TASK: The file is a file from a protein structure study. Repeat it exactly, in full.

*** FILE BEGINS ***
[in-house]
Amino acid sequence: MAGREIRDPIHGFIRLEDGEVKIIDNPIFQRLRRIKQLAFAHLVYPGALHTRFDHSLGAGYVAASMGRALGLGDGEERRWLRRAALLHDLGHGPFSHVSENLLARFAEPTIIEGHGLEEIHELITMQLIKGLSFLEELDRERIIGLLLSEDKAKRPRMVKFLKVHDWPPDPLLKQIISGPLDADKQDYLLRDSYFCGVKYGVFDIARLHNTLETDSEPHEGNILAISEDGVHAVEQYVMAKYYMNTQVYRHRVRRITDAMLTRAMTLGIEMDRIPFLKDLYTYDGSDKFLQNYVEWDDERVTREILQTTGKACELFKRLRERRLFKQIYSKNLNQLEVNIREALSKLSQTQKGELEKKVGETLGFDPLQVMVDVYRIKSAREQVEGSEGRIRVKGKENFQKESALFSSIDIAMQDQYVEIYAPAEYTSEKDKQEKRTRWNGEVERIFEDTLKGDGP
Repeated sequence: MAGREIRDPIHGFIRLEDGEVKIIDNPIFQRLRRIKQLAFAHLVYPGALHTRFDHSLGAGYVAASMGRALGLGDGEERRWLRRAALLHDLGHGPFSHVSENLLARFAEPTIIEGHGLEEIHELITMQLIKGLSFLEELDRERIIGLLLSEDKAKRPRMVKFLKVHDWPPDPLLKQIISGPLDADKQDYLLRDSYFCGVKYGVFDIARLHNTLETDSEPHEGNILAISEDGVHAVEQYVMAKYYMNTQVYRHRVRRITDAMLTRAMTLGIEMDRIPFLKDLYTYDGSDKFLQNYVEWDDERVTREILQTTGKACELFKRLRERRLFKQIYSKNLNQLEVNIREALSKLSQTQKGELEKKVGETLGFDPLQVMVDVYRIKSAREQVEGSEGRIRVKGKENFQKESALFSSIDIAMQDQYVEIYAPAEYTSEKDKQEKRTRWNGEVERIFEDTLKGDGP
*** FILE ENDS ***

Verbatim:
[in-house]
Amino acid sequence: MAGREIRDPIHGFIRLEDGEVKIIDNPIFQRLRRIKQLAFAHLVYPGALHTRFDHSLGAGYVAASMGRALGLGDGEERRWLRRAALLHDLGHGPFSHVSENLLARFAEPTIIEGHGLEEIHELITMQLIKGLSFLEELDRERIIGLLLSEDKAKRPRMVKFLKVHDWPPDPLLKQIISGPLDADKQDYLLRDSYFCGVKYGVFDIARLHNTLETDSEPHEGNILAISEDGVHAVEQYVMAKYYMNTQVYRHRVRRITDAMLTRAMTLGIEMDRIPFLKDLYTYDGSDKFLQNYVEWDDERVTREILQTTGKACELFKRLRERRLFKQIYSKNLNQLEVNIREALSKLSQTQKGELEKKVGETLGFDPLQVMVDVYRIKSAREQVEGSEGRIRVKGKENFQKESALFSSIDIAMQDQYVEIYAPAEYTSEKDKQEKRTRWNGEVERIFEDTLKGDGP
Repeated sequence: MAGREIRDPIHGFIRLEDGEVKIIDNPIFQRLRRIKQLAFAHLVYPGALHTRFDHSLGAGYVAASMGRALGLGDGEERRWLRRAALLHDLGHGPFSHVSENLLARFAEPTIIEGHGLEEIHELITMQLIKGLSFLEELDRERIIGLLLSEDKAKRPRMVKFLKVHDWPPDPLLKQIISGPLDADKQDYLLRDSYFCGVKYGVFDIARLHNTLETDSEPHEGNILAISEDGVHAVEQYVMAKYYMNTQVYRHRVRRITDAMLTRAMTLGIEMDRIPFLKDLYTYDGSDKFLQNYVEWDDERVTREILQTTGKACELFKRLRERRLFKQIYSKNLNQLEVNIREALSKLSQTQKGELEKKVGETLGFDPLQVMVDVYRIKSAREQVEGSEGRIRVKGKENFQKESALFSSIDIAMQDQYVEIYAPAEYTSEKDKQEKRTRWNGEVERIFEDTLKGDGP